Make your own free website on Tripod.com

IMPORTANT - You cannot access the nearby  WAYPOINTS from the Lamont Clark AIcarriers menu UNTIL you have displayed, the GPS from your aircraft you are in at least once, (you can close it straight after opening) - This initialises the nearby WAYPOINTS. Once per FSX session is enough to ensure they appear in the menu.


Remember the secret to any good landing is a planned approach. The carriers have the BRITISH invented visual light landing assistance so position yourself at about 2000ft about 10 miles behind and slightly to the right of the carrier because you are landing on another BRITISH invention the ‘ANGLED DECK’ very handy as the carrier does not run you over if you go over the edge, plus it leaves the forward carrier deck clear to launch aircraft while recovering aircraft. Pretty neat huh.


After taking off from Bembridge on the Isle of Wight the Gannet is on a long base leg looking for 'Wotton Creek' to mark a turn on to long 'finals' for the deck of Nimitz which can be seen as a small dark line above and to the right of the right (starboard) wing tip.


Finals for the Nimitz -  Gear down, hook down, flaps deployed, check speed adjust power, check decent rate. Pass over the coast at about 800 feet configured to land with speed at about 90 knts nice and stable so you can concentrate on landing.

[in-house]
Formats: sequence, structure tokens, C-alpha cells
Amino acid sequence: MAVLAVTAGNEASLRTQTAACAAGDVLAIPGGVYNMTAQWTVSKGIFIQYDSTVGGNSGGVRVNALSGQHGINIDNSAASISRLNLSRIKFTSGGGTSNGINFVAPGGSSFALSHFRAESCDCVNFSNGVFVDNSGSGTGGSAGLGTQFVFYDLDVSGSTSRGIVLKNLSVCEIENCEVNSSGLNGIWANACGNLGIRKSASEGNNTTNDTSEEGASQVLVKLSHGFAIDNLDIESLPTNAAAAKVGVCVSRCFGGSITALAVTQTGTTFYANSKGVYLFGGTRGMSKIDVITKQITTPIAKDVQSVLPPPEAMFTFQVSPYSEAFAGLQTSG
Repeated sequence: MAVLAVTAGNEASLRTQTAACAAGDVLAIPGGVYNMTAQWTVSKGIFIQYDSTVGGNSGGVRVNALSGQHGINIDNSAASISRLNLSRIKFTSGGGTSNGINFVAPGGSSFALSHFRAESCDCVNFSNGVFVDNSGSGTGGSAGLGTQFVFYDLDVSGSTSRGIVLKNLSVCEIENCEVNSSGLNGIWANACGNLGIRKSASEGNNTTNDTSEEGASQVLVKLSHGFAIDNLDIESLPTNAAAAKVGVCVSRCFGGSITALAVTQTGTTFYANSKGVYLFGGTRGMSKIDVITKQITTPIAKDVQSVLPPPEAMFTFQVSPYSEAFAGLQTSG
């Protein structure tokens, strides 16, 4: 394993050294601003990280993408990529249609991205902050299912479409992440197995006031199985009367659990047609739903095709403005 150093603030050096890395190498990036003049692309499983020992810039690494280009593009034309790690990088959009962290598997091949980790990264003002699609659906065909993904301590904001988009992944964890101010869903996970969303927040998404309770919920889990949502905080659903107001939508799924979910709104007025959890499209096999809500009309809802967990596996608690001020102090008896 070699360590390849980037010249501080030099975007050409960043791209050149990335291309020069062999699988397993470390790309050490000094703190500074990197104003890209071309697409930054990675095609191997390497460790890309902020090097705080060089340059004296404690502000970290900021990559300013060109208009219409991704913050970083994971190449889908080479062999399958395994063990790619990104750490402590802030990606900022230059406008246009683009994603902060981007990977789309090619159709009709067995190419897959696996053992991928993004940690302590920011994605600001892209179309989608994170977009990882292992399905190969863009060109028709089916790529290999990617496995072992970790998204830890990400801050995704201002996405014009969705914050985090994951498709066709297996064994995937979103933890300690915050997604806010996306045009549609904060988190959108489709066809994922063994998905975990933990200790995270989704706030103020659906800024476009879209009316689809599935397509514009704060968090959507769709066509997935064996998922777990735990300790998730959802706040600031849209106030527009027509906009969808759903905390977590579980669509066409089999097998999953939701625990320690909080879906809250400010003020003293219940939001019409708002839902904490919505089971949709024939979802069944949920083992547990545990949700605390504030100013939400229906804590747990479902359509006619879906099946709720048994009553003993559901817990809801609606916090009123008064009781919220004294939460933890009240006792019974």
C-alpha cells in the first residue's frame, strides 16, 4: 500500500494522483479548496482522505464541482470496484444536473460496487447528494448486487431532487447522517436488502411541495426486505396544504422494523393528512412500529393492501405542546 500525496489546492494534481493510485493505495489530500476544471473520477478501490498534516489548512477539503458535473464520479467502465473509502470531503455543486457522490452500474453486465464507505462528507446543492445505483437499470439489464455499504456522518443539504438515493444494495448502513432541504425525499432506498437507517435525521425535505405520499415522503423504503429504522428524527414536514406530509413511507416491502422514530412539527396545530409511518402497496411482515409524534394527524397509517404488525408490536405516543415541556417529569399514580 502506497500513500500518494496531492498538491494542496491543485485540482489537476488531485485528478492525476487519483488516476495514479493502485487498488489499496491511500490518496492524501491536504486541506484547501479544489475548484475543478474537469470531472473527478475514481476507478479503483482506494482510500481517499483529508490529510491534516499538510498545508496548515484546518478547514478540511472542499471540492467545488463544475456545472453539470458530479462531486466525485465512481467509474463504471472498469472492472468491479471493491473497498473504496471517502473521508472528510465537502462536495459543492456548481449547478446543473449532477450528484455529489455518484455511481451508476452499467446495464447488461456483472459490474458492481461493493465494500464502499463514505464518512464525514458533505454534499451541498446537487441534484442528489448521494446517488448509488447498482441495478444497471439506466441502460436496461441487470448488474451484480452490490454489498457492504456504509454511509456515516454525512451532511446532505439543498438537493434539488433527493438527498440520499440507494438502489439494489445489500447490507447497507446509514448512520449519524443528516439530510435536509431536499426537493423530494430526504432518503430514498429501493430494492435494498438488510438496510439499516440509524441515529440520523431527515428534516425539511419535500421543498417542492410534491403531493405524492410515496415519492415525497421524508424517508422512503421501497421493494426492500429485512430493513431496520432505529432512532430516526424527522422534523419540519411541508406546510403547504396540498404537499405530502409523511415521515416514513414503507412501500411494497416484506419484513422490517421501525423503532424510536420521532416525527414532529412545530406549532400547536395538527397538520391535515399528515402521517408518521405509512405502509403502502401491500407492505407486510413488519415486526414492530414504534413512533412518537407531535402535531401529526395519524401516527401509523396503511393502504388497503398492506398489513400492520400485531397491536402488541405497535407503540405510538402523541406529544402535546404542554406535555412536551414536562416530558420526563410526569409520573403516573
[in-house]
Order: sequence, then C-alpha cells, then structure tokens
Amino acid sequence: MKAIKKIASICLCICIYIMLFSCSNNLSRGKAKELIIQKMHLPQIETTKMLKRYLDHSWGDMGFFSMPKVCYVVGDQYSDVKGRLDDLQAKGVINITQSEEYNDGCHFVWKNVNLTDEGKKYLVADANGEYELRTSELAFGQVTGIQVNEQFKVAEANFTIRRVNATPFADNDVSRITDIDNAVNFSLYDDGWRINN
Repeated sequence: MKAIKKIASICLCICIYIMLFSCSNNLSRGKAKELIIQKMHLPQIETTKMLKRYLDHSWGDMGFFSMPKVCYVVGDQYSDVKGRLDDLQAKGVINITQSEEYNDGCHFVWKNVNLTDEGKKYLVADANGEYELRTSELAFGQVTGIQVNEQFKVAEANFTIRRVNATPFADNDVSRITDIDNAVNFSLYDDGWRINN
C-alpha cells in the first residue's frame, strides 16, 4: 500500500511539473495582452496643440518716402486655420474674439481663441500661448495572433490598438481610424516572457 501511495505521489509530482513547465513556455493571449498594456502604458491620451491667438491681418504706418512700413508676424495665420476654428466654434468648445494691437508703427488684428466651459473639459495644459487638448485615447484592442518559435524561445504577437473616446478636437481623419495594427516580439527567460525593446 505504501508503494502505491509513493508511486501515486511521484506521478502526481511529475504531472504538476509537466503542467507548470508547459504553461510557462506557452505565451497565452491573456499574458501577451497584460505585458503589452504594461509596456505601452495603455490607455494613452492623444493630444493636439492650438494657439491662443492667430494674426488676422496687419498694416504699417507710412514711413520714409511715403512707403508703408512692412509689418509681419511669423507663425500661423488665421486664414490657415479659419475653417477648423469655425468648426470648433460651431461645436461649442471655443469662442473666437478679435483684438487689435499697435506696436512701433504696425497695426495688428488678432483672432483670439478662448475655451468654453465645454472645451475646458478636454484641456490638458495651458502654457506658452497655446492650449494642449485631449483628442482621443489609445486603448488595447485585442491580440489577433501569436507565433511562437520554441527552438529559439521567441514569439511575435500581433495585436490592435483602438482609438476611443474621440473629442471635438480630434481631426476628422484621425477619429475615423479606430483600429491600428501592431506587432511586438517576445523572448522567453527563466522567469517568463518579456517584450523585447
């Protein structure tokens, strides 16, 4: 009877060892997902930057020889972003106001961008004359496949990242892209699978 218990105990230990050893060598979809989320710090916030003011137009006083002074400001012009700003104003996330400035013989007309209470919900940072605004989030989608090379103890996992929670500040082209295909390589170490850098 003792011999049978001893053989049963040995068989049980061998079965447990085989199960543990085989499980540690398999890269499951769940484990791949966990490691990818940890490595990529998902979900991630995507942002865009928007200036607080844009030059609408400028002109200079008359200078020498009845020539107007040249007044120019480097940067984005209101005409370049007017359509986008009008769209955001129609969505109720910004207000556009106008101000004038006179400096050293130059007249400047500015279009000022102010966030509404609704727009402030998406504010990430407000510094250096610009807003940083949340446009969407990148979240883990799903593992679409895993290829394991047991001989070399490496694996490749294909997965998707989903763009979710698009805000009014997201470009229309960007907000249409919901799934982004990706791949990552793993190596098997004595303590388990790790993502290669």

In real life a carrier will turn into wind, then make the best possible speed into that wind before launching or recovering aircraft. With this stationary aircraft carrier, making a good landing or falling into the water soon after launching may not be your fault!! Check the wind direction and speed by selecting the <Map> option and looking at the little arrow with figures something like this - 180/30kts - These numbers are the wind direction and speed, which change as the weather changes if you have selected real world weather. In the case above with a 30 knot southerly wind, ( 180/30kts), if you try to land on a carrier with it's bow facing north then effectively you are landing with a tailwind making your speed over the landing deck threshold not say the normal 130 knots, but more 160 knots. In a crosswind situation this could be even harder. So if you are finding things difficult check your weather.. Checking the weather before you fly is a good habit to get into. In an ideal situation with the carrier making 20 knots into a 30 knots headwind then your landing speed is reduced by 50 knots, so an approach at an indicated 130 knots, means contact with the deck at 80 knots - a much better and safer option.


         1           All landings are made from the back, (stern) of the aircraft carrier with the tower bit                       superstucture (the Island) always on your right hand side (starboard).

        

2               You need a carrierborne aircraft, although with practice I have landed a C130. No that’s not silly the USA actually did this to test replenishment at sea (Carrier Onboard Delivery or COD in the UK), with a C130F landing on both the axial line deck and the angled deck although with a lighter load. If you want to see it have a look on YouTube here.

http://www.youtube.com/watch?v=0hvo-vdxJqw